"Poetry, according to Hindu metaphysics, is language that no longer consists of mere phonemes and socially accepted meanings, but emphasizes their resonance. The Sanskrit word is dhvani. Commentators are careful to stress that it is neither the sound nor the meaning of the word, but rather its suffusion, the vibrating psychic halo around it, which is the effect of convergence and context. 5355 ways of making mere words resonate were listed by Vendantic metaphysicians." - Ellemire Zolla

AUGUST 2, 2005
Fuck the posthumous! We want to sit down, eat, and drink sometime today!

AUGUST 3, 2005
Dollar bills folded into the shroud - whims of pious ennui
I will feed you, I will clothe you, I will provide temporary shelter for you - and even give you money. But I will no longer negotiate these letters and lettershapes in the conventional way you suggest. And no you can't take them away and do with them as you please. I don't have a gun, but I do have a knife, or, even better - a bottle of ink to pour over the pages of the whole enterprise. All this was done in the way it was done because it was meant to confound the validity of anything freehand - so your memory will do you no good. Only I know how these things came to be exactly as they now are.

AUGUST 5, 2005
The Chinese believe it's bad form to give someone a clock as a gift - reminder that it is of one's mortality. In the past month my former wife has given me 2 clocks that once belonged to her recently deceased mother. [Finocchio, finocchio, / Non dami il mal occhio.] [Schiatta mal occhio / E non piu avanti.]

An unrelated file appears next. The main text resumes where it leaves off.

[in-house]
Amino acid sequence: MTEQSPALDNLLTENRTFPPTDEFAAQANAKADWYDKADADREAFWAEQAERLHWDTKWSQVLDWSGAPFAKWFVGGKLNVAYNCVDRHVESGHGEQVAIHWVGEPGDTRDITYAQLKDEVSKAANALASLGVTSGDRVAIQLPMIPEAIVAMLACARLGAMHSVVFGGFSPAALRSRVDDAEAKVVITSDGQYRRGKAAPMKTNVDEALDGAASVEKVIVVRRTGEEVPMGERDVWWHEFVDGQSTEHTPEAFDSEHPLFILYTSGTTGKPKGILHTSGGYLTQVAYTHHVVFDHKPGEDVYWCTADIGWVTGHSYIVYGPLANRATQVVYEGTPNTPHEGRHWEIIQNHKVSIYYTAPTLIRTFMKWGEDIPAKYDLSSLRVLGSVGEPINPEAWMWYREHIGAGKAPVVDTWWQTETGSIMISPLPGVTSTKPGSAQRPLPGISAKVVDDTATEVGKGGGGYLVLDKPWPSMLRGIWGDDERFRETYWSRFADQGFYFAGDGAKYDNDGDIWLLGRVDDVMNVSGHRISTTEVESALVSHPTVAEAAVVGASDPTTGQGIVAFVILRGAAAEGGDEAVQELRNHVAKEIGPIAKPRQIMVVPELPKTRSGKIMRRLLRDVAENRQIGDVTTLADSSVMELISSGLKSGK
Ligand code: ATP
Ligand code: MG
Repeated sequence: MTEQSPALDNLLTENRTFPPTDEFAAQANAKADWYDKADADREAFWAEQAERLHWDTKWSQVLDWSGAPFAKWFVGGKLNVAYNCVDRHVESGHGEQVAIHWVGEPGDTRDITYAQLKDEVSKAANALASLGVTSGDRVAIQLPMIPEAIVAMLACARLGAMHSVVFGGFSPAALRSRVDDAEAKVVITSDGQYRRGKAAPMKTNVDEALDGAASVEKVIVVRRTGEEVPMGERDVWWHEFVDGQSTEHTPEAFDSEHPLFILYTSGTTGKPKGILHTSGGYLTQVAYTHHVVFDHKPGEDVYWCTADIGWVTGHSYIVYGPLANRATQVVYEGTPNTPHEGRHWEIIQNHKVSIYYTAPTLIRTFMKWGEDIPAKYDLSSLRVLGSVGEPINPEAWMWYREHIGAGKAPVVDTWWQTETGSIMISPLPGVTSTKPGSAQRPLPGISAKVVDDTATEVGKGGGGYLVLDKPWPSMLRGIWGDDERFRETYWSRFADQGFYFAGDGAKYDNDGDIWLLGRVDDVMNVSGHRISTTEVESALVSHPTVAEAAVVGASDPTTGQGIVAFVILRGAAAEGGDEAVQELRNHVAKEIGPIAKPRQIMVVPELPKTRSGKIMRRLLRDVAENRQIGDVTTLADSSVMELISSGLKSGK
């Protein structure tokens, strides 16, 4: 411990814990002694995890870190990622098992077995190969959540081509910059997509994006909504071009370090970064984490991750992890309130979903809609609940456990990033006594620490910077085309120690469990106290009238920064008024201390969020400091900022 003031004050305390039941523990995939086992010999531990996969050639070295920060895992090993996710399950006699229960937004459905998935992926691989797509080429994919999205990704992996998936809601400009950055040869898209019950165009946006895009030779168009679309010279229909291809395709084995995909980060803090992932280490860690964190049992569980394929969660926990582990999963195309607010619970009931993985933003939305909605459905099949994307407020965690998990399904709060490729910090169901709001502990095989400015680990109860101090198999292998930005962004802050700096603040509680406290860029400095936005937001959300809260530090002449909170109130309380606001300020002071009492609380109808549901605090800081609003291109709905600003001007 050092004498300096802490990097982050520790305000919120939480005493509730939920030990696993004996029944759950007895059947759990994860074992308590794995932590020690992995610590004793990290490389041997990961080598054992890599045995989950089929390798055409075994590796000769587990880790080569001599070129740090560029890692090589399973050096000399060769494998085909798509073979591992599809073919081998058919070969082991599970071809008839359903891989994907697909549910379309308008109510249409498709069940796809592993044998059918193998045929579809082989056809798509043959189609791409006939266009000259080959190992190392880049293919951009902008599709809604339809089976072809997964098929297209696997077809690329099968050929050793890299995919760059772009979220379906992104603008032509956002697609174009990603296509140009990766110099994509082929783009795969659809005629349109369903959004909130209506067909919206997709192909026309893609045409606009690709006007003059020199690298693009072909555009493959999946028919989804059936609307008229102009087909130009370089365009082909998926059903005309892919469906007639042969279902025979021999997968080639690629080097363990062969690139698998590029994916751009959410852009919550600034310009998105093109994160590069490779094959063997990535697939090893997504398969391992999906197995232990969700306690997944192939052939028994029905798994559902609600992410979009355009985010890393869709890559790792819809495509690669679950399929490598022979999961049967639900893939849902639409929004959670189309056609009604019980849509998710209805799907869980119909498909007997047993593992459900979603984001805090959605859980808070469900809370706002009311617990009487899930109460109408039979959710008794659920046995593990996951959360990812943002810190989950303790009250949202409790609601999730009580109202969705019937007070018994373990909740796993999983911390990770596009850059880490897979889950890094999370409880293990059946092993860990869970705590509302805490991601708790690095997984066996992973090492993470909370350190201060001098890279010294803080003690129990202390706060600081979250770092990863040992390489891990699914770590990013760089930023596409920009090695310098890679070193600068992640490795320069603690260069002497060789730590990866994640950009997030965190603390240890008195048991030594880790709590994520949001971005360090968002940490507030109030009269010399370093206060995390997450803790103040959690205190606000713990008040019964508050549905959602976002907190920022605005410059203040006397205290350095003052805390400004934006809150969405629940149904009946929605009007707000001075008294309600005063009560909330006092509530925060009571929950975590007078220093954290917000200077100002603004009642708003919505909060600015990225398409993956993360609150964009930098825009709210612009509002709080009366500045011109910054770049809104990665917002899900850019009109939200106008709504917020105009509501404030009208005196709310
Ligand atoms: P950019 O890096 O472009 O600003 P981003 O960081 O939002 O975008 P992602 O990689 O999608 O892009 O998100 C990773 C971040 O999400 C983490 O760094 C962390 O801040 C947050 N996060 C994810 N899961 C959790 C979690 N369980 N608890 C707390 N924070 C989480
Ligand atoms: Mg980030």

AUGUST 11, 2005
What are the reaches of the page -
Their original purpose now forgotten after so much revision
Intent upon such accuracy of address -
First testing the new pen on a scrap of paper
Before making an initial entry in the new notebook -
The imagined face around the eyes
As though something were diminished by being
Brought into sharper focus - the four dimensional object
That casts a three dimensional shadow

I failed to sleep soundly and had a very uneasy dream. I thought my wife lay on my right arm and somebody took her away from my side which made me wake up very unhappy. I thought as I awoke somebody said 'Bess' but nobody was near. I stretched out again with my head towards the north to show myself the steering point in the morning -

1 comment:

Kent Johnson said...

In spirit of Jordan's funny comment about linking (a couple posts down), here is a link to an interview I did with Ben Lerner, focused on his book The Lichtenberg Figures! The interview is accompanied by the same visual Don offers, plus one of a Lichtenberg Figure that is scalded into a lightning-strike victim's skin. In addition, Lerner's comments are fabulous. And so, of course, are my questions.